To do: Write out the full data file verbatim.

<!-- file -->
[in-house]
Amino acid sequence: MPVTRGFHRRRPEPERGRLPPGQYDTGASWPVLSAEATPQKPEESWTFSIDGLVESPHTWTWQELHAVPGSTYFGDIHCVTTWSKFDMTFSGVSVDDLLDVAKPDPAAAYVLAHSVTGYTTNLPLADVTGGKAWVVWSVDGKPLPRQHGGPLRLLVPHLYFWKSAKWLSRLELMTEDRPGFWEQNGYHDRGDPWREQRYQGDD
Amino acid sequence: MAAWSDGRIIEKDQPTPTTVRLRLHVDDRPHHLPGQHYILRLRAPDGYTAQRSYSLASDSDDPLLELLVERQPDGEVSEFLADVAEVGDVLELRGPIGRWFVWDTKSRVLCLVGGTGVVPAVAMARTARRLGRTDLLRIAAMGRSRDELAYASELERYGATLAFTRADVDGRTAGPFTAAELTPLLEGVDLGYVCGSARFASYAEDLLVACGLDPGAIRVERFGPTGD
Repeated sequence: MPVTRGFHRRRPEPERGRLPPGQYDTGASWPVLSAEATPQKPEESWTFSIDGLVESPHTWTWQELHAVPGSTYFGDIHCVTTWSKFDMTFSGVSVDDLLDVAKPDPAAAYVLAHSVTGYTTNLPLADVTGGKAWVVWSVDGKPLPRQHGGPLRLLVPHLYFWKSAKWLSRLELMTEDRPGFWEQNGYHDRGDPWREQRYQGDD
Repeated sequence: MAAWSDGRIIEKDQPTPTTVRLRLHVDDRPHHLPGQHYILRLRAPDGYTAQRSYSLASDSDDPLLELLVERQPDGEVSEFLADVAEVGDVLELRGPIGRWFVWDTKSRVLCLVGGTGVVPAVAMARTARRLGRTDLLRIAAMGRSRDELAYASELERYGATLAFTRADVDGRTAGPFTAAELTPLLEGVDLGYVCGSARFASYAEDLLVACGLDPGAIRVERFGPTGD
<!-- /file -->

[in-house]
Amino acid sequence: MPVTRGFHRRRPEPERGRLPPGQYDTGASWPVLSAEATPQKPEESWTFSIDGLVESPHTWTWQELHAVPGSTYFGDIHCVTTWSKFDMTFSGVSVDDLLDVAKPDPAAAYVLAHSVTGYTTNLPLADVTGGKAWVVWSVDGKPLPRQHGGPLRLLVPHLYFWKSAKWLSRLELMTEDRPGFWEQNGYHDRGDPWREQRYQGDD
Amino acid sequence: MAAWSDGRIIEKDQPTPTTVRLRLHVDDRPHHLPGQHYILRLRAPDGYTAQRSYSLASDSDDPLLELLVERQPDGEVSEFLADVAEVGDVLELRGPIGRWFVWDTKSRVLCLVGGTGVVPAVAMARTARRLGRTDLLRIAAMGRSRDELAYASELERYGATLAFTRADVDGRTAGPFTAAELTPLLEGVDLGYVCGSARFASYAEDLLVACGLDPGAIRVERFGPTGD
Repeated sequence: MPVTRGFHRRRPEPERGRLPPGQYDTGASWPVLSAEATPQKPEESWTFSIDGLVESPHTWTWQELHAVPGSTYFGDIHCVTTWSKFDMTFSGVSVDDLLDVAKPDPAAAYVLAHSVTGYTTNLPLADVTGGKAWVVWSVDGKPLPRQHGGPLRLLVPHLYFWKSAKWLSRLELMTEDRPGFWEQNGYHDRGDPWREQRYQGDD
Repeated sequence: MAAWSDGRIIEKDQPTPTTVRLRLHVDDRPHHLPGQHYILRLRAPDGYTAQRSYSLASDSDDPLLELLVERQPDGEVSEFLADVAEVGDVLELRGPIGRWFVWDTKSRVLCLVGGTGVVPAVAMARTARRLGRTDLLRIAAMGRSRDELAYASELERYGATLAFTRADVDGRTAGPFTAAELTPLLEGVDLGYVCGSARFASYAEDLLVACGLDPGAIRVERFGPTGD